Milton’s season, meanwhile, has primarily been derailed by a menagerie of health issues.

Rivers recently reflected on Milton’s training camp, when he “had an unbelievable four or five days” while challenging for the starting point guard job before stepping on Andre Drummond’s foot and spraining his ankle. Later, just after a stint in COVID-19 health and safety protocols during the omicron surge, Milton missed more than a month with a back injury. He spent weeks trying to prevent stiffness by moving around in a hot tub and through treatment from team physical therapist Kim Casapare.

“He’s just had one of those years,” Rivers said of Milton. “But, as we told him, the year hasn’t started yet. The real stuff is just beginning, and you have a chance to have a terrific ending. That’s what’s going to be big for him.”

Since returning in mid-February, Milton has shifted between being a secondary ballhandler and distributor, and looking for spot-up and driving opportunities while playing off the ball. He went 35% from the floor in his first 13 games back and then did not take a shot in three consecutive outings, before exploding for 20 points on 9-of-18 shooting from the floor and 6 assists in a surprising March 21 home win against Miami that the Sixers played without stars Harden and Joel Embiid.

Korkmaz also excelled in that game against Heat, with 18 points on 4-of-7 from three-point range and adding 6 rebounds. While sitting side-by-side at a table at their postgame news conference, Korkmaz revealed that he and Milton have leaned on each other throughout the season’s challenges.

“We shared things, because we’ve been going through the same things,” Korkmaz said. “Also, we’ve been teammates for a long time. But most of the time, when we are not on the court, we don’t want to talk about basketball every time. … When the time comes, we talk, we share.”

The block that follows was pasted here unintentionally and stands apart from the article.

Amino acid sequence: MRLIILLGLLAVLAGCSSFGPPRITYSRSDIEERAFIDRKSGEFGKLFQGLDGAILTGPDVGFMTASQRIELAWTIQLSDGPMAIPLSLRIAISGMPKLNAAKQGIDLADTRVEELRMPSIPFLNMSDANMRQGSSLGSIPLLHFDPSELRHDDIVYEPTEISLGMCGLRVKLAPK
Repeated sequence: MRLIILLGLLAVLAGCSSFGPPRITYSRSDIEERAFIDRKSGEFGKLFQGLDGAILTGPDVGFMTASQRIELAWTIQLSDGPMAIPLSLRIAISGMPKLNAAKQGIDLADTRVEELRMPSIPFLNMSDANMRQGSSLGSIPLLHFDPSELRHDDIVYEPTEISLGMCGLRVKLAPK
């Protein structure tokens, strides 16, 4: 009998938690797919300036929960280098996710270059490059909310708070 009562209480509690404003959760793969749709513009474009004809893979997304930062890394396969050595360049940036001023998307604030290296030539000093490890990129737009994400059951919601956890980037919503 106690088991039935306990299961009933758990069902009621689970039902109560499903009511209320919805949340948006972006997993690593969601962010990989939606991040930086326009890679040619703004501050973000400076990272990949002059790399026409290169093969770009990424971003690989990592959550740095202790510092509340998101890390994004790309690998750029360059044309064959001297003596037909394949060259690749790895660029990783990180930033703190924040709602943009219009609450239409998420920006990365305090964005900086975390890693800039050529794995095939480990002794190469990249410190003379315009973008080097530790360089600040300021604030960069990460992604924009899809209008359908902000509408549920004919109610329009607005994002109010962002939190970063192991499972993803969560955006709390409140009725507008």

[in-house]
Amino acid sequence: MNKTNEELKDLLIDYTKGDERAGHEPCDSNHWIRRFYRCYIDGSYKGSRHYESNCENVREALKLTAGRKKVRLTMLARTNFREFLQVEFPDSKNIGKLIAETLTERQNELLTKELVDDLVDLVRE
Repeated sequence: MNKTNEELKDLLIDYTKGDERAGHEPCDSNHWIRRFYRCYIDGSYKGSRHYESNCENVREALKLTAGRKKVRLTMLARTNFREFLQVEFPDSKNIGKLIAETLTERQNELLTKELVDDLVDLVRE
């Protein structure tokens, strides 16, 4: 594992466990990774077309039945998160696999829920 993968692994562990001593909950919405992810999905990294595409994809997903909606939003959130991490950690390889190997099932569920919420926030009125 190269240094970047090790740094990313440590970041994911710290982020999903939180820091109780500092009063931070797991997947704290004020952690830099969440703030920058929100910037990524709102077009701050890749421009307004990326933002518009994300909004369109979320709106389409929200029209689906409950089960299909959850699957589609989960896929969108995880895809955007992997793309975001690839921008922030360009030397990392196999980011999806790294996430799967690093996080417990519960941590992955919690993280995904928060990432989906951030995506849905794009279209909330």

Rivers has defended his reserves’ lack of scoring in recent weeks, noting that it is partially because of the way he is staggering the starters’ minutes. The coach praised how those who have had sporadic or little playing time have accepted those coaching decisions. And he stressed that competition among teammates “can be very healthy, as long as guys handle it.”

How Milton felt when he slipped out of the rotation during last season’s playoffs has remained a driving force of motivation. Entering the Sixers’ final five regular-season games, Korkmaz appears to have more work to do to contend for minutes when the playoffs arrive.

But they were back on the floor together in the closing minutes against Charlotte. Korkmaz dished to Milton for a three-pointer that put the Sixers up, 130-100. On the next possession, Milton found Korkmaz for a cutting layup.

After the game, they embarked on the Sixers’ final road trip of the regular season, which begins Sunday at Cleveland. That will bring plenty of opportunities for those in-flight conversations.

“Me and Furky are close,” Milton said. “We’re going to push each other, regardless. Whether it’s a battle for minutes or not, he’s someone I’m always going back and forth with. … We’re both going to try to do whatever is best to help the team win.”

Added Korkmaz: “We are more like family than friends.”